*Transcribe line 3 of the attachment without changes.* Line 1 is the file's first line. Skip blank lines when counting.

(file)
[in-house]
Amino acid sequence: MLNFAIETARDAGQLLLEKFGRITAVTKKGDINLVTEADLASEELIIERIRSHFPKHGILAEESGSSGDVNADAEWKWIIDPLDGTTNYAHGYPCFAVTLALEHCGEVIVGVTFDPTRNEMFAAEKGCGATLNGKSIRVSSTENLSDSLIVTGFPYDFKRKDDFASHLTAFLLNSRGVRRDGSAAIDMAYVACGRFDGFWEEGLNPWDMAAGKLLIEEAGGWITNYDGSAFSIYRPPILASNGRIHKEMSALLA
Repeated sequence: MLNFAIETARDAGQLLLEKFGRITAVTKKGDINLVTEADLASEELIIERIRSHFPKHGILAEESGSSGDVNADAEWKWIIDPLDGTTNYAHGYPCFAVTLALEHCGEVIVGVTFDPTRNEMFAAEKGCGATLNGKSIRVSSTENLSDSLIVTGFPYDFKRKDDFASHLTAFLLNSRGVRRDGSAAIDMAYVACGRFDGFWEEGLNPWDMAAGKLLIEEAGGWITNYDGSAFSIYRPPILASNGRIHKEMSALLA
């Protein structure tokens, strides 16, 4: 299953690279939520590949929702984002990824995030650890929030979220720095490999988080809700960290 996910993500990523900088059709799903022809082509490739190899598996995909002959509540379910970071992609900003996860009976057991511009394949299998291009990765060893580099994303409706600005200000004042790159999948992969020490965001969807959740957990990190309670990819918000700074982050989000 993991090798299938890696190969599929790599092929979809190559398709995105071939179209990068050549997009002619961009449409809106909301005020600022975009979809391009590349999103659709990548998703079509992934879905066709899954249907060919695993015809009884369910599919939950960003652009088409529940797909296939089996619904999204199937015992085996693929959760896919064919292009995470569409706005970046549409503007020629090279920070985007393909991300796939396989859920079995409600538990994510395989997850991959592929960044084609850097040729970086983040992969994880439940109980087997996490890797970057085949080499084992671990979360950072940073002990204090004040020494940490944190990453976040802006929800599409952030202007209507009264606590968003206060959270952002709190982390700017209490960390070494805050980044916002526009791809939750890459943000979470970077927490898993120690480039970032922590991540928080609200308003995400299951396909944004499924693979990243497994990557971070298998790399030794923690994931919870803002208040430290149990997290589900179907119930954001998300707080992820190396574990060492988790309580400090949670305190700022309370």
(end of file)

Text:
Repeated sequence: MLNFAIETARDAGQLLLEKFGRITAVTKKGDINLVTEADLASEELIIERIRSHFPKHGILAEESGSSGDVNADAEWKWIIDPLDGTTNYAHGYPCFAVTLALEHCGEVIVGVTFDPTRNEMFAAEKGCGATLNGKSIRVSSTENLSDSLIVTGFPYDFKRKDDFASHLTAFLLNSRGVRRDGSAAIDMAYVACGRFDGFWEEGLNPWDMAAGKLLIEEAGGWITNYDGSAFSIYRPPILASNGRIHKEMSALLA